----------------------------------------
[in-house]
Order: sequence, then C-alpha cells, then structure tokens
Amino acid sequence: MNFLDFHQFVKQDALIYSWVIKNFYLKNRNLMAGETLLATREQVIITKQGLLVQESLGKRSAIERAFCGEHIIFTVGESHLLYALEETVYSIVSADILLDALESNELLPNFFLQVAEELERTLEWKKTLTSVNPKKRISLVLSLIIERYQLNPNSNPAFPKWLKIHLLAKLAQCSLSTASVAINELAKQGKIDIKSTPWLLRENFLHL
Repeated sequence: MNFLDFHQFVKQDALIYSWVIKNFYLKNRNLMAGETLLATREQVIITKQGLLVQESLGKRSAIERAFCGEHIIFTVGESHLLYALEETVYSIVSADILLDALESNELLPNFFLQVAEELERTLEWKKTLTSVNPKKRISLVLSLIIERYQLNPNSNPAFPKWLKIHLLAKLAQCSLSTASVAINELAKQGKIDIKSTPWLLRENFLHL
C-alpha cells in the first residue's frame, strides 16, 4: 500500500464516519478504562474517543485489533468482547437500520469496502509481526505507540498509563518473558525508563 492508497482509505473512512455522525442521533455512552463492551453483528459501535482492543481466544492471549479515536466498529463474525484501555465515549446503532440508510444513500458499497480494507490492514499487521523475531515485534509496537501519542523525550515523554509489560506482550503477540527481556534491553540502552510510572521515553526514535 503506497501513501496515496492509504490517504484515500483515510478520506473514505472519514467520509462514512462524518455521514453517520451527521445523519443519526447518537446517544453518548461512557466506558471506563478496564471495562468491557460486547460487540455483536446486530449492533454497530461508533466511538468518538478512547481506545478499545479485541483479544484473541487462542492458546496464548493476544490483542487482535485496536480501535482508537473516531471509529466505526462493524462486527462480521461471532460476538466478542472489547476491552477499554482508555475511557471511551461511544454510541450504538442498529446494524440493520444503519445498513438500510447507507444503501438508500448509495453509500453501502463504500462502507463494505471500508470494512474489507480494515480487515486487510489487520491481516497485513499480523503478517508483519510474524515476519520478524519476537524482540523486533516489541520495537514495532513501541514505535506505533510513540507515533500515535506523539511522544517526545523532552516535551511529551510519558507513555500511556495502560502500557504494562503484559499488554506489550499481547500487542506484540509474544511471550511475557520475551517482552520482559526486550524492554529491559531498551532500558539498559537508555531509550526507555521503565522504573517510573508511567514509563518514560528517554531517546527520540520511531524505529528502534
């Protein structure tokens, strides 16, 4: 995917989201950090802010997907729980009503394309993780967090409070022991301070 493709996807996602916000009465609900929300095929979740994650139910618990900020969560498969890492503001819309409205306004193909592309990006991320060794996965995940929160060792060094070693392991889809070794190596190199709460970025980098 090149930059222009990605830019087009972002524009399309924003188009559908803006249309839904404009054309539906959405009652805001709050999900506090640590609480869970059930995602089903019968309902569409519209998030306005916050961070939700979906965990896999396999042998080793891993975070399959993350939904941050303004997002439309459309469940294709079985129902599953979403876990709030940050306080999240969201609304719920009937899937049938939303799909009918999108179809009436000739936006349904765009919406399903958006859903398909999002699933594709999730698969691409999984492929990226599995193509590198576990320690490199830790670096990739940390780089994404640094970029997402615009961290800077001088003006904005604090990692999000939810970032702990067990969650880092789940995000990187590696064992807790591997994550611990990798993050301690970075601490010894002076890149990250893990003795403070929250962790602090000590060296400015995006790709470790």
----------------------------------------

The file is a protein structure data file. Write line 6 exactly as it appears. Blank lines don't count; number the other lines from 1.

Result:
């Protein structure tokens, strides 16, 4: 995917989201950090802010997907729980009503394309993780967090409070022991301070 493709996807996602916000009465609900929300095929979740994650139910618990900020969560498969890492503001819309409205306004193909592309990006991320060794996965995940929160060792060094070693392991889809070794190596190199709460970025980098 090149930059222009990605830019087009972002524009399309924003188009559908803006249309839904404009054309539906959405009652805001709050999900506090640590609480869970059930995602089903019968309902569409519209998030306005916050961070939700979906965990896999396999042998080793891993975070399959993350939904941050303004997002439309459309469940294709079985129902599953979403876990709030940050306080999240969201609304719920009937899937049938939303799909009918999108179809009436000739936006349904765009919406399903958006859903398909999002699933594709999730698969691409999984492929990226599995193509590198576990320690490199830790670096990739940390780089994404640094970029997402615009961290800077001088003006904005604090990692999000939810970032702990067990969650880092789940995000990187590696064992807790591997994550611990990798993050301690970075601490010894002076890149990250893990003795403070929250962790602090000590060296400015995006790709470790």